Stasis and invasion in our understanding of clonal plant ecology: the herbs are ahead.
Peterson, Chris*,1, 1 University of Georgia, Athens, GA
ABSTRACT- This presentation is a synthesis of the preceeding contributions to the symposium "Plant Clonal Growth - Ecological Implications". In this series of presentations, we have seen that the state of knowledge about clonality is unevenly distributed, both across species and growth forms, but also geographically. While much attention has been focused on the ecological implications of clonal growth forms in Europe and Japan, research in North America is relatively less common. Much of the conceptual framework for our thinking about clonal plants has developed in an herb-centered context, with limited consideration of how the generally larger size, longer lifespan, and more durable structures of woody plants might change patterns and processes. The greater ease of manipulating small herbaceous plants, compared to larger woody plants, makes obvious why most recent manipulative studies have employed herbacous species, although work in progress will breach this barrier. Explicit consideration of the herb-woody plant differences will be needed for more comprehensive theories. An important contribution in this direction has come from researchers interested in persistence (sprouting) of woody plants in fire-prone ecosystems. Other important improvements to thinking about clonal plants include a growing consideration of the community level of organization. Finally, in addition to the fire/resprouting focus previously mentioned, recent work has given much more attention to how clonal plants respond to disturbance in general. These developments suggest that a broader and more comprehensive conceptual basis for understanding clonal plant ecology should be attainable in the very near future.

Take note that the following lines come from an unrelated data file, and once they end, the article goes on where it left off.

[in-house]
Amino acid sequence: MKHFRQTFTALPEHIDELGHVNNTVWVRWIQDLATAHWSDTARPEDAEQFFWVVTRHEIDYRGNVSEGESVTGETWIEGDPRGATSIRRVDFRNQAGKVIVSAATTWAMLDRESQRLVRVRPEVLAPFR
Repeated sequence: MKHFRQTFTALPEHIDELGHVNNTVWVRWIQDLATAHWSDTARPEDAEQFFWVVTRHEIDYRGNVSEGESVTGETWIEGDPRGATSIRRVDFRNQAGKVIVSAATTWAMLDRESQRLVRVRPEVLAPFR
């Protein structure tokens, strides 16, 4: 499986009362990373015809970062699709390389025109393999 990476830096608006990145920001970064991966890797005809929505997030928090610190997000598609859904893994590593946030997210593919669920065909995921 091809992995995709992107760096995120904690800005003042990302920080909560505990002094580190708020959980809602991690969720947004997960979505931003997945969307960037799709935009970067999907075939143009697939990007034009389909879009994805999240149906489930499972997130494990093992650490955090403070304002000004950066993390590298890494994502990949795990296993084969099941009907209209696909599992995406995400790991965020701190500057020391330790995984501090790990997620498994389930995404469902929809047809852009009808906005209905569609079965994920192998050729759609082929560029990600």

Key words: clonal plants, sprouting, integration
All materials copyright The Ecological Society of America (ESA), and may not be used without written permission.